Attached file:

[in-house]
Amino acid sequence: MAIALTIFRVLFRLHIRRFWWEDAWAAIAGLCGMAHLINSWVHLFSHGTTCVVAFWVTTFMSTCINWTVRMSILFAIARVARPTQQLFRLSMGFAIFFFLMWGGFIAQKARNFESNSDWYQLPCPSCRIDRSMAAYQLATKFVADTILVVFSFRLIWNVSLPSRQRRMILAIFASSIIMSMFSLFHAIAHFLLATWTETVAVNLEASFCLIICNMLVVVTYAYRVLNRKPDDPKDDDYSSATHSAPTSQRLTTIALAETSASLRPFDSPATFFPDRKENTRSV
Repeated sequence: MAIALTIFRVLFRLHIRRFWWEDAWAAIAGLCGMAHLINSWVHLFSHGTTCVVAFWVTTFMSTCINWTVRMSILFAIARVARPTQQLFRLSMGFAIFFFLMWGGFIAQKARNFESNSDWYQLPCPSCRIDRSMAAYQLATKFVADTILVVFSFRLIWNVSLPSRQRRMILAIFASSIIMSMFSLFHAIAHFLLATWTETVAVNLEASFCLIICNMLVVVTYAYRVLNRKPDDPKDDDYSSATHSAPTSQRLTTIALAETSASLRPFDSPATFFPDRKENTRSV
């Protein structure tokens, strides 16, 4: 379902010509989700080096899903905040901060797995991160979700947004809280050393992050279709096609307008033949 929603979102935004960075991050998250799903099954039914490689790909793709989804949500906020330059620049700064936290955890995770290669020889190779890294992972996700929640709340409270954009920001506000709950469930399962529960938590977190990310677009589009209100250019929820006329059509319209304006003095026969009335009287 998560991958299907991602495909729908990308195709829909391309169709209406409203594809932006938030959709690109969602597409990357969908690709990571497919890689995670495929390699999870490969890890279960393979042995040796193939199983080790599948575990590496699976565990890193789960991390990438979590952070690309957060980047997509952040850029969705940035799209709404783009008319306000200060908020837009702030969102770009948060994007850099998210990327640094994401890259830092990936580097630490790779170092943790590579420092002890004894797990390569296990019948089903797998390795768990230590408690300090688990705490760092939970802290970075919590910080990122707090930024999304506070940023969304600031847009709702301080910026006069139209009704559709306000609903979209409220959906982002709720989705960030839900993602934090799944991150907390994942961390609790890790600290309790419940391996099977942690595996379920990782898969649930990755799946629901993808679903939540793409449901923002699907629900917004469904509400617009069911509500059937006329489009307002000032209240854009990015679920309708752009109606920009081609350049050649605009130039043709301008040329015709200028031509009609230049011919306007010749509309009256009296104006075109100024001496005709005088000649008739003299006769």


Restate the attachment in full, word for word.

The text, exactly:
[in-house]
Amino acid sequence: MAIALTIFRVLFRLHIRRFWWEDAWAAIAGLCGMAHLINSWVHLFSHGTTCVVAFWVTTFMSTCINWTVRMSILFAIARVARPTQQLFRLSMGFAIFFFLMWGGFIAQKARNFESNSDWYQLPCPSCRIDRSMAAYQLATKFVADTILVVFSFRLIWNVSLPSRQRRMILAIFASSIIMSMFSLFHAIAHFLLATWTETVAVNLEASFCLIICNMLVVVTYAYRVLNRKPDDPKDDDYSSATHSAPTSQRLTTIALAETSASLRPFDSPATFFPDRKENTRSV
Repeated sequence: MAIALTIFRVLFRLHIRRFWWEDAWAAIAGLCGMAHLINSWVHLFSHGTTCVVAFWVTTFMSTCINWTVRMSILFAIARVARPTQQLFRLSMGFAIFFFLMWGGFIAQKARNFESNSDWYQLPCPSCRIDRSMAAYQLATKFVADTILVVFSFRLIWNVSLPSRQRRMILAIFASSIIMSMFSLFHAIAHFLLATWTETVAVNLEASFCLIICNMLVVVTYAYRVLNRKPDDPKDDDYSSATHSAPTSQRLTTIALAETSASLRPFDSPATFFPDRKENTRSV
């Protein structure tokens, strides 16, 4: 379902010509989700080096899903905040901060797995991160979700947004809280050393992050279709096609307008033949 929603979102935004960075991050998250799903099954039914490689790909793709989804949500906020330059620049700064936290955890995770290669020889190779890294992972996700929640709340409270954009920001506000709950469930399962529960938590977190990310677009589009209100250019929820006329059509319209304006003095026969009335009287 998560991958299907991602495909729908990308195709829909391309169709209406409203594809932006938030959709690109969602597409990357969908690709990571497919890689995670495929390699999870490969890890279960393979042995040796193939199983080790599948575990590496699976565990890193789960991390990438979590952070690309957060980047997509952040850029969705940035799209709404783009008319306000200060908020837009702030969102770009948060994007850099998210990327640094994401890259830092990936580097630490790779170092943790590579420092002890004894797990390569296990019948089903797998390795768990230590408690300090688990705490760092939970802290970075919590910080990122707090930024999304506070940023969304600031847009709702301080910026006069139209009704559709306000609903979209409220959906982002709720989705960030839900993602934090799944991150907390994942961390609790890790600290309790419940391996099977942690595996379920990782898969649930990755799946629901993808679903939540793409449901923002699907629900917004469904509400617009069911509500059937006329489009307002000032209240854009990015679920309708752009109606920009081609350049050649605009130039043709301008040329015709200028031509009609230049011919306007010749509309009256009296104006075109100024001496005709005088000649008739003299006769």